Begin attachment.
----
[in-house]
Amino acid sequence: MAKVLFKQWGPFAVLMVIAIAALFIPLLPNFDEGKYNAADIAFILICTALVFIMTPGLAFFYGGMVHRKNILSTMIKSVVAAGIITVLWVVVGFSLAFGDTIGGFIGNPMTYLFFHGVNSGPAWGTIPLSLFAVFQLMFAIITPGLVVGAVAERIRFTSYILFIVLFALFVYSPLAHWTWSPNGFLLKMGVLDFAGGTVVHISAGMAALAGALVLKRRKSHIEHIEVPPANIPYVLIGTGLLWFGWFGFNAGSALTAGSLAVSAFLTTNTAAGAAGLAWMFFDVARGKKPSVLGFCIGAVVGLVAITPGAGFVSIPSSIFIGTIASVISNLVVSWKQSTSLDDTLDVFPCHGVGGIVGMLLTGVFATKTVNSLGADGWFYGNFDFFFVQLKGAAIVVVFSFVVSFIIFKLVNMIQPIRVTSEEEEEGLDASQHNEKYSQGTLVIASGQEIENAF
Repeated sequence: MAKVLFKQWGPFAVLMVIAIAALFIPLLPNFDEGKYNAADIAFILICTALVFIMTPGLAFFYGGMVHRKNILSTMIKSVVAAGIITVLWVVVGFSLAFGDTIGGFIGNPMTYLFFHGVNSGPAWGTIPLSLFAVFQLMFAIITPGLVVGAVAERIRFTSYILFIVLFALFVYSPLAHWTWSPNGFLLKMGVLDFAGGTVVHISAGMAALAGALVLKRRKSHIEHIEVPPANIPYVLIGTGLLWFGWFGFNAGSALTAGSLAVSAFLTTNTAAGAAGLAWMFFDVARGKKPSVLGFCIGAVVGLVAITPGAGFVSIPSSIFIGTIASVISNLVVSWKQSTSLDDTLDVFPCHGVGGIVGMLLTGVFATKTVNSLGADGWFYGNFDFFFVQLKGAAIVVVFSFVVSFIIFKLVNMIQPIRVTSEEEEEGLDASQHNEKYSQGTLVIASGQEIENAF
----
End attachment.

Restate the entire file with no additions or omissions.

[in-house]
Amino acid sequence: MAKVLFKQWGPFAVLMVIAIAALFIPLLPNFDEGKYNAADIAFILICTALVFIMTPGLAFFYGGMVHRKNILSTMIKSVVAAGIITVLWVVVGFSLAFGDTIGGFIGNPMTYLFFHGVNSGPAWGTIPLSLFAVFQLMFAIITPGLVVGAVAERIRFTSYILFIVLFALFVYSPLAHWTWSPNGFLLKMGVLDFAGGTVVHISAGMAALAGALVLKRRKSHIEHIEVPPANIPYVLIGTGLLWFGWFGFNAGSALTAGSLAVSAFLTTNTAAGAAGLAWMFFDVARGKKPSVLGFCIGAVVGLVAITPGAGFVSIPSSIFIGTIASVISNLVVSWKQSTSLDDTLDVFPCHGVGGIVGMLLTGVFATKTVNSLGADGWFYGNFDFFFVQLKGAAIVVVFSFVVSFIIFKLVNMIQPIRVTSEEEEEGLDASQHNEKYSQGTLVIASGQEIENAF
Repeated sequence: MAKVLFKQWGPFAVLMVIAIAALFIPLLPNFDEGKYNAADIAFILICTALVFIMTPGLAFFYGGMVHRKNILSTMIKSVVAAGIITVLWVVVGFSLAFGDTIGGFIGNPMTYLFFHGVNSGPAWGTIPLSLFAVFQLMFAIITPGLVVGAVAERIRFTSYILFIVLFALFVYSPLAHWTWSPNGFLLKMGVLDFAGGTVVHISAGMAALAGALVLKRRKSHIEHIEVPPANIPYVLIGTGLLWFGWFGFNAGSALTAGSLAVSAFLTTNTAAGAAGLAWMFFDVARGKKPSVLGFCIGAVVGLVAITPGAGFVSIPSSIFIGTIASVISNLVVSWKQSTSLDDTLDVFPCHGVGGIVGMLLTGVFATKTVNSLGADGWFYGNFDFFFVQLKGAAIVVVFSFVVSFIIFKLVNMIQPIRVTSEEEEEGLDASQHNEKYSQGTLVIASGQEIENAF